Posted workers Temporary workers to work in another EU country will receive the same remuneration for the same work in the same place, according to the update of the rules adopted on Tuesday.
The update of the law, which was adopted with 456 votes to 147, with 49 abstentions, is to ensure better protection for posted workers and fair competition.
According to the agreed text, all remuneration rules in the host country must apply to posted workers. In addition to the rules, Member States may use representative regional or sectoral collective agreements. Until now, this has only happened in the construction sector.
Improving working conditions
Costs related to travel, food and accommodation should be paid by the employer and should not be deducted from the employee’s remuneration. Employers will also have to ensure decent accommodation conditions for posted workers, in line with national rules.
Posting: how long it can take
The duration of the posting was established for 12 months with the possibility of extension by 6 months. After that date, the worker would still be able to reside and work in the Member State to which he was posted, but he would be subject to conditions consistent with the host country’s labor law.
Protection against fraud
In the case of a delegation just to circumvent the rules, Member States should cooperate, providing the posted workers with protection consistent with the terms of the posted workers directive.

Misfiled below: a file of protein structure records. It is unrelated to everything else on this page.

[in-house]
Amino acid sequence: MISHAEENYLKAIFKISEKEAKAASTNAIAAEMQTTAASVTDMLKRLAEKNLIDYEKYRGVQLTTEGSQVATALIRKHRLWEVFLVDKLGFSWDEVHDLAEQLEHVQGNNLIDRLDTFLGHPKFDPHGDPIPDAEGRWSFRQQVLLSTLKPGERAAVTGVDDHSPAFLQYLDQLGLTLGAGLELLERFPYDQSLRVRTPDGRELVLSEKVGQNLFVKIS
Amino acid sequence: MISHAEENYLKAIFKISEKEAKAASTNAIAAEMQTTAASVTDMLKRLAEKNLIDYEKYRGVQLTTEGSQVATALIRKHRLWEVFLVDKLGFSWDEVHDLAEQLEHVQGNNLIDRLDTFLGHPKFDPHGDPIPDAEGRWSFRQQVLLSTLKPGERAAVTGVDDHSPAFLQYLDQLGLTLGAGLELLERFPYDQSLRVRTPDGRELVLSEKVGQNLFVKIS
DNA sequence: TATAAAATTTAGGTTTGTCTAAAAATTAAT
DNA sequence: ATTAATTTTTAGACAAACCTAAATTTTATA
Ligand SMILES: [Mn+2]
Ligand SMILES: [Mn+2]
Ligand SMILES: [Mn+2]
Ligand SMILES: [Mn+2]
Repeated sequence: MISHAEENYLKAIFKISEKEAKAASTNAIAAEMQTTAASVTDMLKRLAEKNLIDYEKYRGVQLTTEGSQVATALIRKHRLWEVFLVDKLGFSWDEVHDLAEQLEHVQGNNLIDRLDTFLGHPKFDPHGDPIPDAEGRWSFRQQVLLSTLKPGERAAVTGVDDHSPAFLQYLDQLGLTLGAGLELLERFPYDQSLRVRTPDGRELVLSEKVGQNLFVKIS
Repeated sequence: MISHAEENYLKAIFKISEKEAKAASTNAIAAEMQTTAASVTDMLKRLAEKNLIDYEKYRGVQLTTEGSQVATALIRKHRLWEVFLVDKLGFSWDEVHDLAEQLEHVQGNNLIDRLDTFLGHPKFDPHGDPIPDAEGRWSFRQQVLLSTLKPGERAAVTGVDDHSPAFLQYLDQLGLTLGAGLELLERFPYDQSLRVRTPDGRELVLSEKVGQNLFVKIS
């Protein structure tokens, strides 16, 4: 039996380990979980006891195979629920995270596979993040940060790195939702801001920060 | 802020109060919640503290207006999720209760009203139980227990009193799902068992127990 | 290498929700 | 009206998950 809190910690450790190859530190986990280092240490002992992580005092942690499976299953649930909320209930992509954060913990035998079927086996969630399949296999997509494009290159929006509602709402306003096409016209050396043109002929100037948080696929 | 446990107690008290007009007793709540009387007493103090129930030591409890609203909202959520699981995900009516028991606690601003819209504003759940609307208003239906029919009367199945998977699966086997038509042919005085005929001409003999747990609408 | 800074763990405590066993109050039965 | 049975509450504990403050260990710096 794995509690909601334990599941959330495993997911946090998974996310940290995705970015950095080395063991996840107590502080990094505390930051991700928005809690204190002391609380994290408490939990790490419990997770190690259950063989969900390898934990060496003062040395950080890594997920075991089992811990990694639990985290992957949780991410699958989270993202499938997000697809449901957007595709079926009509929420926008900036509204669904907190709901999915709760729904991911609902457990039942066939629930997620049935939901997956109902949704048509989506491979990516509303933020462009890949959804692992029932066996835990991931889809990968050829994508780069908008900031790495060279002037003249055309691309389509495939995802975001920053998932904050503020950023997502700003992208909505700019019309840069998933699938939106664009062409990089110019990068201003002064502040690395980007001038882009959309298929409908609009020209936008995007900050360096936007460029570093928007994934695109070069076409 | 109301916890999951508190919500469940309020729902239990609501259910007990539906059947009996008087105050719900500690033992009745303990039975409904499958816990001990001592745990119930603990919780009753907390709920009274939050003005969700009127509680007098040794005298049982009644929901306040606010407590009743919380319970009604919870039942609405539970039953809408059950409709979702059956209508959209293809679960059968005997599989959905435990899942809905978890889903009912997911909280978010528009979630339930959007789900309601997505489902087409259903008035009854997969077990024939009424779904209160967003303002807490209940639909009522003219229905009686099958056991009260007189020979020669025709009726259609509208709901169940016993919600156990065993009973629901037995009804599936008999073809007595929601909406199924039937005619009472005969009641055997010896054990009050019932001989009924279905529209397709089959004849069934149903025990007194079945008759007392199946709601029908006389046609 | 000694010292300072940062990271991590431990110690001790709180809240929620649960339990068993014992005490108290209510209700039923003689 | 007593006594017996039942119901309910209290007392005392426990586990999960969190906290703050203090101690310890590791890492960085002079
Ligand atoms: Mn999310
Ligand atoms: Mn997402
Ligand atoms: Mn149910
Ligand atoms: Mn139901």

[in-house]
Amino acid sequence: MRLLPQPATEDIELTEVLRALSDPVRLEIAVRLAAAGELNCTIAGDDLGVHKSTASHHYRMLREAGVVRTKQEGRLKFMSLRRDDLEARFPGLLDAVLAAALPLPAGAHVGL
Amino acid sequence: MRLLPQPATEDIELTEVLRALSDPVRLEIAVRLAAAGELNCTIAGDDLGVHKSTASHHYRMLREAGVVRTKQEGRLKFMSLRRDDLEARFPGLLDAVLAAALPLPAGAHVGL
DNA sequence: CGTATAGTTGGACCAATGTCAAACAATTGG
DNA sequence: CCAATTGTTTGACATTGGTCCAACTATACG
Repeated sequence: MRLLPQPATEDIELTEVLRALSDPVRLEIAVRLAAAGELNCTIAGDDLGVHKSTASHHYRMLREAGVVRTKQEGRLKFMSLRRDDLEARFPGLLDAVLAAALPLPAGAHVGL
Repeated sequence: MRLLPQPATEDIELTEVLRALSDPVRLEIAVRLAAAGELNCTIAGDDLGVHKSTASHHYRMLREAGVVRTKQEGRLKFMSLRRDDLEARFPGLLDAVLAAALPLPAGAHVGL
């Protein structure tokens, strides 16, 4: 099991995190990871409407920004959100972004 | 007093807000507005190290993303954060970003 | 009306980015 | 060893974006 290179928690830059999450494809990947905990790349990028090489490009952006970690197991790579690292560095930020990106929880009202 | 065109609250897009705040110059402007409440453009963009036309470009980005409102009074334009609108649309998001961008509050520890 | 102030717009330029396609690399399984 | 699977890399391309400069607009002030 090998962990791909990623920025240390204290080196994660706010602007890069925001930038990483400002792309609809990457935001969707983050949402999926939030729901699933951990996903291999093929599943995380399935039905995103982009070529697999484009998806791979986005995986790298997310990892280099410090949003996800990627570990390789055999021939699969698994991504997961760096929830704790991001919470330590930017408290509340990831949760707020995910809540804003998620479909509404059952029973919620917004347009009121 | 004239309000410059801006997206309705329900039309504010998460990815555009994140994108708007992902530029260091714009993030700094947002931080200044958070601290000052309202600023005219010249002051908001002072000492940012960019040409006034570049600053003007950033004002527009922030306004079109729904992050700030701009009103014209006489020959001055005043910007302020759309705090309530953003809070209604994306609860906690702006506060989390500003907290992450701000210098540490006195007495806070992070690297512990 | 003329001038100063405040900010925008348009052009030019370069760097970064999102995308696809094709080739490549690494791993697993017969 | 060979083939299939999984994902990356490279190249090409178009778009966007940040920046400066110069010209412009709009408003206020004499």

International road transport
The new elements of the updated directive will apply to the transport sector, after the entry into force of the sectoral provisions included in the mobility package. Until then, the 1996 version of the Directive still applies.
Member States will have two years to transpose the provisions into national law and implement them.
Elisabeth Morin-Chartier (EPP, FR), co-responsible for the work on the regulations, said: “This vote is one of the foundations of the 2014-2019 term. It reflects the social, economic and political reality of the European Union. It sets the path towards a more social Europe in which businesses compete with each other in a more just way, and workers have better rights. By voting for this agreement, the European Parliament provides workers with better rights and the necessary protection. ”
Agnes Jongerius (S & D, NL), co-responsible for the work on the regulations, said: “Europe chooses equal pay for equal work in the same place. And this is a great achievement. Colleagues cease to compete, this is an important step towards creating a social Europe that protects employees and prevents companies from racing down. A Europe that does not cut corners and that cares for all people at work. ”
A posted employee is an employee seconded by the employer to temporarily work in another EU Member State. In 2016, there were 2.3 million posted workers in the EU. In the years 2010-2016, the number of delegated persons increased by 69%.
source: European Parliament